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Medical Cost Increases Are Shrinking . . . Really?

Health care costs have been rising more slowly. Although this is partly tied to the poor economy, some of the change appears to be more long lasting.


Without a doubt, the most important question for the federal budget: how fast will health care spending grow?

The news of the last few years has been surprisingly good. Contrary to earlier forecasts, the increases in U.S. health care spending have been meaningfully curtailed. But the critical question is whether this recent slowdown in medical cost increases will continue as the economy improves. If the recent trend were to continue, the impact on the U.S. economy and on government and household finances could be hugely beneficial.

Health Care Spending Has Increased Much Less Than Projected

From 2009 through 2011, total health spending grew at annual rate of just 3.9% per year, the lowest in the last five decades. That low pace seems to have continued in 2012 and into 2013. In contrast, between 2000 and 2007, the annual spending growth ranged between 6.2 and 9.7%.

Is Slower Growth the New Normal, or an Aberration Tied to the Poor Economy?

Economists largely agree that the deep recession and sluggish recovery are the main reasons for slowing growth in health care spending. Millions lost their jobs, and often their insurance coverage. Other struggling families had trouble paying their co-pays or deductibles and so were less likely to go to a doctor.

But the reductions in health care costs have been deeper than expected, indicating that there was more going on than just the bad economy. Now there’s lots of new data showing changes taking hold in the the health care system related to other factors:

  • The Affordable Care Act’s reduced reimbursement rates are forcing the medical establishment to bring down costs.
  • Has been less development of big, breakthrough technologies to drive up spending, after decades of saturation with new product and services.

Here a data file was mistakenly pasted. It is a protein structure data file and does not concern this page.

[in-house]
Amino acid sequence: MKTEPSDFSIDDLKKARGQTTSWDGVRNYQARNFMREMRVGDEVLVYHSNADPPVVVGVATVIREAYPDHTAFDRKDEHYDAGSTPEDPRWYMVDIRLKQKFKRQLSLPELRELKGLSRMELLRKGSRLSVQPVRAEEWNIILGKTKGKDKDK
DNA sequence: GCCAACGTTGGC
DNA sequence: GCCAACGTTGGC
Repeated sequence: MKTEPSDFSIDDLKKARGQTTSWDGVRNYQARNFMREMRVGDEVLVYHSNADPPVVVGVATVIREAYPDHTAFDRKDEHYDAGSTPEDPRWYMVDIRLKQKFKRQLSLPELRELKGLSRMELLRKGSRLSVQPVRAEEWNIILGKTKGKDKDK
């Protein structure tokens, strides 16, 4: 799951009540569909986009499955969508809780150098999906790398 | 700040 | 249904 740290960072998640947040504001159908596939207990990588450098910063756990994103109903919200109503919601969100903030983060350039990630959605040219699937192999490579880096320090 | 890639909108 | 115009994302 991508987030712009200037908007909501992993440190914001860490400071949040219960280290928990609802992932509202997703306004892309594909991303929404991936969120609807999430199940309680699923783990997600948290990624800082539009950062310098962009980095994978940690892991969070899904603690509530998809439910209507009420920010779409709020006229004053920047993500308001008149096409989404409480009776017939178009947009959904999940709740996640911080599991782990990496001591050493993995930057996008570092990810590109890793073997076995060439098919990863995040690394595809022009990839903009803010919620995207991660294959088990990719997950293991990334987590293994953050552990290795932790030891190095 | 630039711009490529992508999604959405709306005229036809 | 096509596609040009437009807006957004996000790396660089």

• Administrative expenses appear to finally be starting to go down. Billing and collection costs are likely to fall with medical records increasingly computerized and with standard operating rules part of the Affordable Care Act (ACA) and state laws.
  • Efficiency efforts are taking hold. Examples include declining rates of hospital-acquired infections, and a new emphasis on reducing readmissions.
  • Rising out-of-pocket payments for patient is playing a major role. The portion of employer-sponsored medical insurance plans which require paying a deductible has sharply risen in the last several years, and the deductible amounts have also been rising. Patients who have to pay a larger share of their own health costs generally use less medical services.


As the economy continues to slowly improve, health care costs will likely climb somewhat as well. But there are other new important factors that will continue to tamp down cost increases.

Recent Articles for Further Reading

”Assessing the Effects of the Economy on the Recent Slowdown in Health Spending,” Kaiser Family Foundation, April 22, 2013.

“Health Care Cost Containment Strategies Used In Four Other High-Income Countries Hold Lessons for the United States,” Health Affairs, April 2013.

“If Slow Rate Of Health Care Spending Growth Persists, Projections May Be Off By $770 Billion,” Health Affairs, May 2013.

“The Forecast Slowdown in Medicare Spending: Is More Coming?,” Report@JAMA (Journal of the American Medical Association), February 21, 2013.

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